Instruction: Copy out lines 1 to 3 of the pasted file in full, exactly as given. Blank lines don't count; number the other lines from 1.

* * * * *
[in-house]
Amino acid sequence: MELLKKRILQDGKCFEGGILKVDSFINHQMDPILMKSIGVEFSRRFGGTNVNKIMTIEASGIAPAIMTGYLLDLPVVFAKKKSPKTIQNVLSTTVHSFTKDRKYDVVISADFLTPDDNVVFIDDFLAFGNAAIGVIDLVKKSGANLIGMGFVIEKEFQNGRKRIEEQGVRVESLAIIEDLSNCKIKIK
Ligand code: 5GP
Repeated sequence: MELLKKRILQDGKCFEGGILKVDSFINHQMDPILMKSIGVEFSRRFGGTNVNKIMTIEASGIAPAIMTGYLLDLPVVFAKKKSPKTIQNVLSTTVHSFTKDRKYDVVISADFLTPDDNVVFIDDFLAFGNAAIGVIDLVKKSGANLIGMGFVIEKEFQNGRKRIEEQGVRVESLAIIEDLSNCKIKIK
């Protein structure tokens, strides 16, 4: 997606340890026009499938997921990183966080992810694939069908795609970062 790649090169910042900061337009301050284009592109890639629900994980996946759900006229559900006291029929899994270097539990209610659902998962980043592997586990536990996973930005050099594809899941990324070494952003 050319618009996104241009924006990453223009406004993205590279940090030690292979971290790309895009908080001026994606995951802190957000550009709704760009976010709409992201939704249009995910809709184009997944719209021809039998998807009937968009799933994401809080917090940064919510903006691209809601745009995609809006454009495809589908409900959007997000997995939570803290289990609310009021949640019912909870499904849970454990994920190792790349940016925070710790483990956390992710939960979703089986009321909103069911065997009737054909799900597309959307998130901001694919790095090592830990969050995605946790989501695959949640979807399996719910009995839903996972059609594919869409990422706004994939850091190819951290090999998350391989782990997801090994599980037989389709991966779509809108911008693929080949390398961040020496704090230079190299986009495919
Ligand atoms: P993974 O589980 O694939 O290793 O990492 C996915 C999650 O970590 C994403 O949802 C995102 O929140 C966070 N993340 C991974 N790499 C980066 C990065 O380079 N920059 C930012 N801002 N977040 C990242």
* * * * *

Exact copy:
[in-house]
Amino acid sequence: MELLKKRILQDGKCFEGGILKVDSFINHQMDPILMKSIGVEFSRRFGGTNVNKIMTIEASGIAPAIMTGYLLDLPVVFAKKKSPKTIQNVLSTTVHSFTKDRKYDVVISADFLTPDDNVVFIDDFLAFGNAAIGVIDLVKKSGANLIGMGFVIEKEFQNGRKRIEEQGVRVESLAIIEDLSNCKIKIK
Ligand code: 5GP